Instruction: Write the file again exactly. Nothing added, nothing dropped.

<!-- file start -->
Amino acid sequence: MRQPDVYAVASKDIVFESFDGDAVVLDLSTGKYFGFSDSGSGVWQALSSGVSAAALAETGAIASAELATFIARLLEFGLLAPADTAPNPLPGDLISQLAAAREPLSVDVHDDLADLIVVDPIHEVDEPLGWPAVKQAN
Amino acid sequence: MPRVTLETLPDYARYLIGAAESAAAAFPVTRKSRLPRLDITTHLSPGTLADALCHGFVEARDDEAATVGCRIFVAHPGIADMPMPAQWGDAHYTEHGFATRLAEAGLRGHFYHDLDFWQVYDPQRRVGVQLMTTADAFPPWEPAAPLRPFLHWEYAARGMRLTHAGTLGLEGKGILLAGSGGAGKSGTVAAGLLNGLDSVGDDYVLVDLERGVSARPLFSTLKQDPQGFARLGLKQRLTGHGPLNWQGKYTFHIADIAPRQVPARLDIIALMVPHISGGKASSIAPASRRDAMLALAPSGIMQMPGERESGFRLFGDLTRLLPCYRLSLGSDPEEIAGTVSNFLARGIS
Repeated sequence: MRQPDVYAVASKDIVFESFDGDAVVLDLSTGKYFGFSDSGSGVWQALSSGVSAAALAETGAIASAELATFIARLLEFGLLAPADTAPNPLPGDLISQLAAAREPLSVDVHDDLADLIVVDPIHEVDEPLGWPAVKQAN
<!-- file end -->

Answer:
Amino acid sequence: MRQPDVYAVASKDIVFESFDGDAVVLDLSTGKYFGFSDSGSGVWQALSSGVSAAALAETGAIASAELATFIARLLEFGLLAPADTAPNPLPGDLISQLAAAREPLSVDVHDDLADLIVVDPIHEVDEPLGWPAVKQAN
Amino acid sequence: MPRVTLETLPDYARYLIGAAESAAAAFPVTRKSRLPRLDITTHLSPGTLADALCHGFVEARDDEAATVGCRIFVAHPGIADMPMPAQWGDAHYTEHGFATRLAEAGLRGHFYHDLDFWQVYDPQRRVGVQLMTTADAFPPWEPAAPLRPFLHWEYAARGMRLTHAGTLGLEGKGILLAGSGGAGKSGTVAAGLLNGLDSVGDDYVLVDLERGVSARPLFSTLKQDPQGFARLGLKQRLTGHGPLNWQGKYTFHIADIAPRQVPARLDIIALMVPHISGGKASSIAPASRRDAMLALAPSGIMQMPGERESGFRLFGDLTRLLPCYRLSLGSDPEEIAGTVSNFLARGIS
Repeated sequence: MRQPDVYAVASKDIVFESFDGDAVVLDLSTGKYFGFSDSGSGVWQALSSGVSAAALAETGAIASAELATFIARLLEFGLLAPADTAPNPLPGDLISQLAAAREPLSVDVHDDLADLIVVDPIHEVDEPLGWPAVKQAN